Installation Guide

Note that this guide will help you install Caffe2 on any CentOS distribution. Amazon uses their own flavor of RHEL and they’ve installed CUDA in different spots than normally expected, so keep that in mind if you have to do some troubleshooting. Some of these steps will not be required on vanilla CentOS because things will go in their normal places.

Get your repos set

Many of the required dependencies don’t show up in Amazon’s enabled repositories. Epel is already provided in this image, but the repo is disabled. You need to enable it by editing the repo config to turn it on. Set enabled=1 in the epel.repo file. This enables you to find cmake3 leveldb-devel lmdb-devel.

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sudo vim /etc/yum.repos.d/epel.repo

epel repo edit

Next you should update yum and install Caffe2’s core dependencies. These differ slightly from Ubuntu due to availability of ready-to-go packages.

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sudo yum update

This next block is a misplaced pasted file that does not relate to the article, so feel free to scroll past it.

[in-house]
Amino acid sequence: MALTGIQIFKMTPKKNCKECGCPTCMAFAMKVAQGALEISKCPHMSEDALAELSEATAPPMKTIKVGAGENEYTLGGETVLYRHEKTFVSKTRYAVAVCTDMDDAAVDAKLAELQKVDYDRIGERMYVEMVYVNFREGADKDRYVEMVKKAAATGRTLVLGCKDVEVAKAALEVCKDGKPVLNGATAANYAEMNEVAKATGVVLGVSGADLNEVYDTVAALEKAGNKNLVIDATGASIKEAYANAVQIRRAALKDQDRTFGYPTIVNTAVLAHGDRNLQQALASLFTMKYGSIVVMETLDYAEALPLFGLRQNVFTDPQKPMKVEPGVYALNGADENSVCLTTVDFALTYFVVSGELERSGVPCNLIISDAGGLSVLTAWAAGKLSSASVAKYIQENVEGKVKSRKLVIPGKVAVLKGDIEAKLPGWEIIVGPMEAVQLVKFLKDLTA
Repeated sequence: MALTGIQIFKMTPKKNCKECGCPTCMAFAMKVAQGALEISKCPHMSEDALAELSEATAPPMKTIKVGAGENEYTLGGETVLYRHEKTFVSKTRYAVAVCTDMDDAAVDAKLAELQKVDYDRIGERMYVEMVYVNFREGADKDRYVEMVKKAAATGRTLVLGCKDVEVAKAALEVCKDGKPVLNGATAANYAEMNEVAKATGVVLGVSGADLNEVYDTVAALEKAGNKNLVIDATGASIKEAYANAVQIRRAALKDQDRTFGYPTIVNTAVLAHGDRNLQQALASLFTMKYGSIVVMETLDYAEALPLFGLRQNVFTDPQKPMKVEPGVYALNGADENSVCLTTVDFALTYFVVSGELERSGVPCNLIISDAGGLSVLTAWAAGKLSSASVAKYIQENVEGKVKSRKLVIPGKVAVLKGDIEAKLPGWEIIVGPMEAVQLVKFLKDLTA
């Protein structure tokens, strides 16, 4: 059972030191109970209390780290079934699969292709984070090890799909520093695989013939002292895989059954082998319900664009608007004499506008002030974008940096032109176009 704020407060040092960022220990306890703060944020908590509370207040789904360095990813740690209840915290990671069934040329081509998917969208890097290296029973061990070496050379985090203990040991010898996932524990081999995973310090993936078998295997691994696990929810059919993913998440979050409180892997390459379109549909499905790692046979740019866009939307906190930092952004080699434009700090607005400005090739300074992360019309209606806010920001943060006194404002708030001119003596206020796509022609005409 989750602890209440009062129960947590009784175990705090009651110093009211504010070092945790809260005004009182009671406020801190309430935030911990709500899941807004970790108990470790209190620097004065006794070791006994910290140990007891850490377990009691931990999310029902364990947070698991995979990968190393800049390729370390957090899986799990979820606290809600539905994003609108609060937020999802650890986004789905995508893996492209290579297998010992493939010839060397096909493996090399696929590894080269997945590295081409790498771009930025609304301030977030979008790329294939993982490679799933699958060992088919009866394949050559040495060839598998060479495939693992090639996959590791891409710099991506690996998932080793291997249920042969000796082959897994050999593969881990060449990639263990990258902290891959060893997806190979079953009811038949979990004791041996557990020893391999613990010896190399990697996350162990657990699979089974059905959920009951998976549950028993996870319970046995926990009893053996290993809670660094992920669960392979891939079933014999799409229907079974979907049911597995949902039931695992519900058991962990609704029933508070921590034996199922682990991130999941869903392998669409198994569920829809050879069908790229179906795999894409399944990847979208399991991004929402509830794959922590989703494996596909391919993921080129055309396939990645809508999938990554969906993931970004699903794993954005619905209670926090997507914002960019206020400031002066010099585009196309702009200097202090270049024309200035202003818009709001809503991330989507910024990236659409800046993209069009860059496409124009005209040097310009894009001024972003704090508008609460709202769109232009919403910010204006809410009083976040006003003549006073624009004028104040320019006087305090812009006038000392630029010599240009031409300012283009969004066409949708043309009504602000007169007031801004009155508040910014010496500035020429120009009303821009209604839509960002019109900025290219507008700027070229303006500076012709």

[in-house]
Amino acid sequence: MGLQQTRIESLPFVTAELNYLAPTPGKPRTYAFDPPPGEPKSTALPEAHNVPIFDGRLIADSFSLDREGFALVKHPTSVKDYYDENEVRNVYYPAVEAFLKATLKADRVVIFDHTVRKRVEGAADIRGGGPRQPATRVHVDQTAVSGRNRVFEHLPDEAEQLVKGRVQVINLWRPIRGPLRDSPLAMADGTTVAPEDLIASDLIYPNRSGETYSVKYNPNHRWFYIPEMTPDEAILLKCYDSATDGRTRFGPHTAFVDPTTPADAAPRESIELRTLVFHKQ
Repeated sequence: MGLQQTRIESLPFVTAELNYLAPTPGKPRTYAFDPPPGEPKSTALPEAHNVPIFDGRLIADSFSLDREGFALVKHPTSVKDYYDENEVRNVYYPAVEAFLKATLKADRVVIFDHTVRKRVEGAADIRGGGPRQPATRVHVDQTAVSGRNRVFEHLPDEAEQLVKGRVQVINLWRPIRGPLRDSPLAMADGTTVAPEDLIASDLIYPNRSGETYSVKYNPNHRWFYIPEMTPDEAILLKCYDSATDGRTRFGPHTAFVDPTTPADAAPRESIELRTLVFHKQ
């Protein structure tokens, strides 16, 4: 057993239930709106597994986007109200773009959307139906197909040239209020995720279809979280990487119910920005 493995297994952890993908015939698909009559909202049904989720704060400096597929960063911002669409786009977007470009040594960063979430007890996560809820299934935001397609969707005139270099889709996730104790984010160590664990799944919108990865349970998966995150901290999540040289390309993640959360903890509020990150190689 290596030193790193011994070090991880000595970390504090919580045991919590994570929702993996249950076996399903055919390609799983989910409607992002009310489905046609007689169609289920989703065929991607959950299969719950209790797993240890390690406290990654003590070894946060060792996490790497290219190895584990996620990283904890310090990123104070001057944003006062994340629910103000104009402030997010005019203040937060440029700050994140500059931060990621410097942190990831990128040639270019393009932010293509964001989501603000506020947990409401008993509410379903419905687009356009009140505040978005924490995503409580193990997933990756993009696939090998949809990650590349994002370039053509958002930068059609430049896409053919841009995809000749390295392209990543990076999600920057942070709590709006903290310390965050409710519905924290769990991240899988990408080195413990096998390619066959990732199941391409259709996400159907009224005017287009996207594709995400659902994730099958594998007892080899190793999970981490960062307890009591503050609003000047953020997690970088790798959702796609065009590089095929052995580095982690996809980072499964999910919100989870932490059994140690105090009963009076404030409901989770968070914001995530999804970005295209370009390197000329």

sudo yum install -y \
automake \
cmake3 \
gcc \
gcc-c++ \
git \
kernel-devel \
leveldb-devel \
lmdb-devel \
libtool \
protobuf-devel \
python-devel \
python-pip \
snappy-devel

gflags and glog is not found in yum for this version of Linux, so install from source:

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git clone https://github.com/gflags/gflags.git && \
cd gflags && \
mkdir build && cd build && \
cmake3 -DBUILD_SHARED_LIBS=ON -DCMAKE_CXX_FLAGS='-fPIC' .. && \
make -j 8 && sudo make install && cd ../.. && \
git clone https://github.com/google/glog && \
cd glog && \
mkdir build && cd build && \
cmake3 -DBUILD_SHARED_LIBS=ON -DCMAKE_CXX_FLAGS='-fPIC' .. && \
make -j 8 && sudo make install && cd ../..

Python Dependencies

Now we need the Python dependencies. Note the troubleshooting info below… the install path with Python can get difficult.

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sudo pip install \
future \
graphviz \
hypothesis \
jupyter \
matplotlib \
numpy \